Chase Young stats: Former Ohio State star could be best defensive end of last decade

Chase Young #2 of the Ohio State Buckeyes reacts against the Ohio State Buckeyes (Photo by Christian Petersen/Getty Images)
Chase Young #2 of the Ohio State Buckeyes reacts against the Ohio State Buckeyes (Photo by Christian Petersen/Getty Images) /

Chase Young stats are eye-opening, especially when you compare his production at Ohio State to former top NFL Draft picks like Joey Bosa and Myles Garrett.

Chase Young was unstoppable last year for the Ohio State Buckeyes and his stats and off-field testing has in a position to be one of the first players taken in the 2020 NFL Draft. But how does Young compare to the top defensive ends taken over the last decade and what can we learn about his stats to project his NFL future production?

Young is projected to go as high as No. 2 to the Washington Redskins but shouldn’t slide out of the top three or four picks. The top defensive end usually gets taken with one of the first three-five picks.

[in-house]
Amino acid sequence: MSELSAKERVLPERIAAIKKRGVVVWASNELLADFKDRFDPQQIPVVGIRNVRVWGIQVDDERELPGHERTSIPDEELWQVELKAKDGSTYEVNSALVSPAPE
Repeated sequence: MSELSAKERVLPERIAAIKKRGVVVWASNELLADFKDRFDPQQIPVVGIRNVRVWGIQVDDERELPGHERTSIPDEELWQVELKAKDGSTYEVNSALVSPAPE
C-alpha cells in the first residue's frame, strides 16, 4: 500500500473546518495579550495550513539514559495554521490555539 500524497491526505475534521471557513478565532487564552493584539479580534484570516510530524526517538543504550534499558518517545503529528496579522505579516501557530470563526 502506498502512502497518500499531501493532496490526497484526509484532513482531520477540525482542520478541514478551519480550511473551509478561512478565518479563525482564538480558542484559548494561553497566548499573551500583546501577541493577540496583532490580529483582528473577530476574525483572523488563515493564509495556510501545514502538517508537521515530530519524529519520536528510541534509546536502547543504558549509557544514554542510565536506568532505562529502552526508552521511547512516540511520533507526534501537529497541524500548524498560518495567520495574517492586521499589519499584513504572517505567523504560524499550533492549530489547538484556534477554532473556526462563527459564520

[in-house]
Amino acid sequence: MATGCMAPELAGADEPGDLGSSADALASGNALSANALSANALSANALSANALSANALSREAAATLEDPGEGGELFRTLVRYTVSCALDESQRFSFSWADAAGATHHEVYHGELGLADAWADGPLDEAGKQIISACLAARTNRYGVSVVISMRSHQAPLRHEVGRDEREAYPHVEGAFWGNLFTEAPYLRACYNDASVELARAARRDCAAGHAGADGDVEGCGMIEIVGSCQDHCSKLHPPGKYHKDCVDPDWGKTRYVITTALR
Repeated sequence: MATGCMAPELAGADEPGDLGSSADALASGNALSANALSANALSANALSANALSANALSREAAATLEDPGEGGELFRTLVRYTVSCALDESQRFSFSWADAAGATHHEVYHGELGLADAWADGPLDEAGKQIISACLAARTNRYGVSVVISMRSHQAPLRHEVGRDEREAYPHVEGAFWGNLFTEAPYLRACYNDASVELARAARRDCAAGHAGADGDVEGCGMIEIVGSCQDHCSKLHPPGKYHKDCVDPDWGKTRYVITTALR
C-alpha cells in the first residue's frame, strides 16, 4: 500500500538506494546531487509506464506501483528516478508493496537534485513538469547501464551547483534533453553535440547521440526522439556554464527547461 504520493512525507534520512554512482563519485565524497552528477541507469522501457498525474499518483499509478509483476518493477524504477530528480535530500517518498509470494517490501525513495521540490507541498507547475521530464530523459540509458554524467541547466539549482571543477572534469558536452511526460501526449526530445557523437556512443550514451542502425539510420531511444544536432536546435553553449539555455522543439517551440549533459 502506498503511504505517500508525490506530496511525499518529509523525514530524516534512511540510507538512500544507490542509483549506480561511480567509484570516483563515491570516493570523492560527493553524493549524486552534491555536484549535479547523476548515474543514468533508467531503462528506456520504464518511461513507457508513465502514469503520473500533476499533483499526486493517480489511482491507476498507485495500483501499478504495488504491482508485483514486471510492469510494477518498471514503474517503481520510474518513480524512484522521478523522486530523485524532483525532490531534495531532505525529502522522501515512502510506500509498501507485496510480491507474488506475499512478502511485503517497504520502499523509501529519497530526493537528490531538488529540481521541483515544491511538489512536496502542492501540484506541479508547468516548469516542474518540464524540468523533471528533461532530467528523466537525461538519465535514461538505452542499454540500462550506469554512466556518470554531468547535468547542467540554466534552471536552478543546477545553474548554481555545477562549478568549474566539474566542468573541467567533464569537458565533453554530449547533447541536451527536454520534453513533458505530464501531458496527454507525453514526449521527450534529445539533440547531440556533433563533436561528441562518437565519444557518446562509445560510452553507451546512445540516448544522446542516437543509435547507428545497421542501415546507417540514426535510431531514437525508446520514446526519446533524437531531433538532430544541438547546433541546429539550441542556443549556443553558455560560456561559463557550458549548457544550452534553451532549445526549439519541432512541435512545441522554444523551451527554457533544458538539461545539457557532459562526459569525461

To project how Young’s stats line up with defensive ends who went in the top-11 picks over the last decade, I compared the stats across the board to see if we can project his future.

Last year it was former Ohio State star and Young’s teammate, Nick Bosa, who went second overall and was followed by former Clemson star Clelin Ferrell who went fourth to the Oakland Raiders.

In 2018, former N.C. State star Bradley Chubb went to the Denver Broncos with the fifth overall pick. In 2017, Myles Garrett was the first overall pick of the Cleveland Browns.